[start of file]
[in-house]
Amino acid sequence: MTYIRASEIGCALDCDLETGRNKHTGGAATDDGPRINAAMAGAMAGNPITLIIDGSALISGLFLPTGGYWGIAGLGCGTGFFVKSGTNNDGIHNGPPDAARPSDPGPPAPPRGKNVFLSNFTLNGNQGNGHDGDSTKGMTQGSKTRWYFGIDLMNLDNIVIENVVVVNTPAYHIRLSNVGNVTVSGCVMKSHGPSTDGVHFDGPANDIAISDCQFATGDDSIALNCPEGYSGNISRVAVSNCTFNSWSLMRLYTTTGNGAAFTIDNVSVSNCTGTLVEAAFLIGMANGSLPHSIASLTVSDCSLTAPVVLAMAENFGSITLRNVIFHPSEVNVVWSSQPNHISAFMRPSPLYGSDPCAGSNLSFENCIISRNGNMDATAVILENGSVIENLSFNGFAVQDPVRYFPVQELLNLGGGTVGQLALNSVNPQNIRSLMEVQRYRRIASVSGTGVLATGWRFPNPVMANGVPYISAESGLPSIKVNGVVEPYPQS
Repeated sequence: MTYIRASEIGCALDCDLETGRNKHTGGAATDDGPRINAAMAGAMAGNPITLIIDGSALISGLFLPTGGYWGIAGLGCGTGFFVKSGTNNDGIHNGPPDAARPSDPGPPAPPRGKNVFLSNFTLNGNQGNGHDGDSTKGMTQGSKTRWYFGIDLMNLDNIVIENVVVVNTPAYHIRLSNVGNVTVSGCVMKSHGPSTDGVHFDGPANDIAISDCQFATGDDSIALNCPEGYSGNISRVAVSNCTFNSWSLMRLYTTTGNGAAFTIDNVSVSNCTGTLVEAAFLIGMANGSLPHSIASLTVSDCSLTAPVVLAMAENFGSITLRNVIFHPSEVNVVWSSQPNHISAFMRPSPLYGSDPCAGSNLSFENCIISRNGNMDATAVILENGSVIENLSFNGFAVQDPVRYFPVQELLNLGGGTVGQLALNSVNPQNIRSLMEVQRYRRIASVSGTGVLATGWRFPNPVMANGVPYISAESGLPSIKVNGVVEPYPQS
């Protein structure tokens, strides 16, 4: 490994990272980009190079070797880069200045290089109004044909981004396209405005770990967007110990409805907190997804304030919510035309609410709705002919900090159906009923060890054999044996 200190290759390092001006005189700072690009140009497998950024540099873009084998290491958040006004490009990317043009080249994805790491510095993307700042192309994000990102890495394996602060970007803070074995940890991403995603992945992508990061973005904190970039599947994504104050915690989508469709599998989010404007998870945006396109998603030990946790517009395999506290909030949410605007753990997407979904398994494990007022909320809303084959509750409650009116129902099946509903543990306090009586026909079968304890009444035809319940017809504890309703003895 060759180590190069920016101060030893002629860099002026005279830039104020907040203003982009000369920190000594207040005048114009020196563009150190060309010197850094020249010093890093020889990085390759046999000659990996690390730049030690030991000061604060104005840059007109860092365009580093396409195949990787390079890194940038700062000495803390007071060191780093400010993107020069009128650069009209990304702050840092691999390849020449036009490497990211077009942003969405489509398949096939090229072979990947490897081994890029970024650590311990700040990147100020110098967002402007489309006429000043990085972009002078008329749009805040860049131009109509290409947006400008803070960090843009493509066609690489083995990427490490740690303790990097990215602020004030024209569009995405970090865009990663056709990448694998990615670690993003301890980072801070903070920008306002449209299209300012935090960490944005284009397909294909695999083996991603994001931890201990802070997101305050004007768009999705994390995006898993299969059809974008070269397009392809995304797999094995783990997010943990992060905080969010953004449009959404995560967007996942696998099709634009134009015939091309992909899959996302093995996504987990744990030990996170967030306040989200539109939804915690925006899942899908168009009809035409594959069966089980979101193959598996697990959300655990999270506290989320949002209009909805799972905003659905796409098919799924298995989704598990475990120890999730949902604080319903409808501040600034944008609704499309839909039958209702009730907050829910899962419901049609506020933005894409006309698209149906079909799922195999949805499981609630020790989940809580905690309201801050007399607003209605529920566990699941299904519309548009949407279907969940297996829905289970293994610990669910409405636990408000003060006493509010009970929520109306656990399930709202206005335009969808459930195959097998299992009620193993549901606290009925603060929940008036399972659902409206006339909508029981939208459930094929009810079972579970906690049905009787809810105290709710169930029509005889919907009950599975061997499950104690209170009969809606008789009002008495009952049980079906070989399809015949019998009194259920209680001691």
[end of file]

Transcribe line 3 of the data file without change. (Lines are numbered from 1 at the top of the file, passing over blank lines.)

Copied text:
Repeated sequence: MTYIRASEIGCALDCDLETGRNKHTGGAATDDGPRINAAMAGAMAGNPITLIIDGSALISGLFLPTGGYWGIAGLGCGTGFFVKSGTNNDGIHNGPPDAARPSDPGPPAPPRGKNVFLSNFTLNGNQGNGHDGDSTKGMTQGSKTRWYFGIDLMNLDNIVIENVVVVNTPAYHIRLSNVGNVTVSGCVMKSHGPSTDGVHFDGPANDIAISDCQFATGDDSIALNCPEGYSGNISRVAVSNCTFNSWSLMRLYTTTGNGAAFTIDNVSVSNCTGTLVEAAFLIGMANGSLPHSIASLTVSDCSLTAPVVLAMAENFGSITLRNVIFHPSEVNVVWSSQPNHISAFMRPSPLYGSDPCAGSNLSFENCIISRNGNMDATAVILENGSVIENLSFNGFAVQDPVRYFPVQELLNLGGGTVGQLALNSVNPQNIRSLMEVQRYRRIASVSGTGVLATGWRFPNPVMANGVPYISAESGLPSIKVNGVVEPYPQS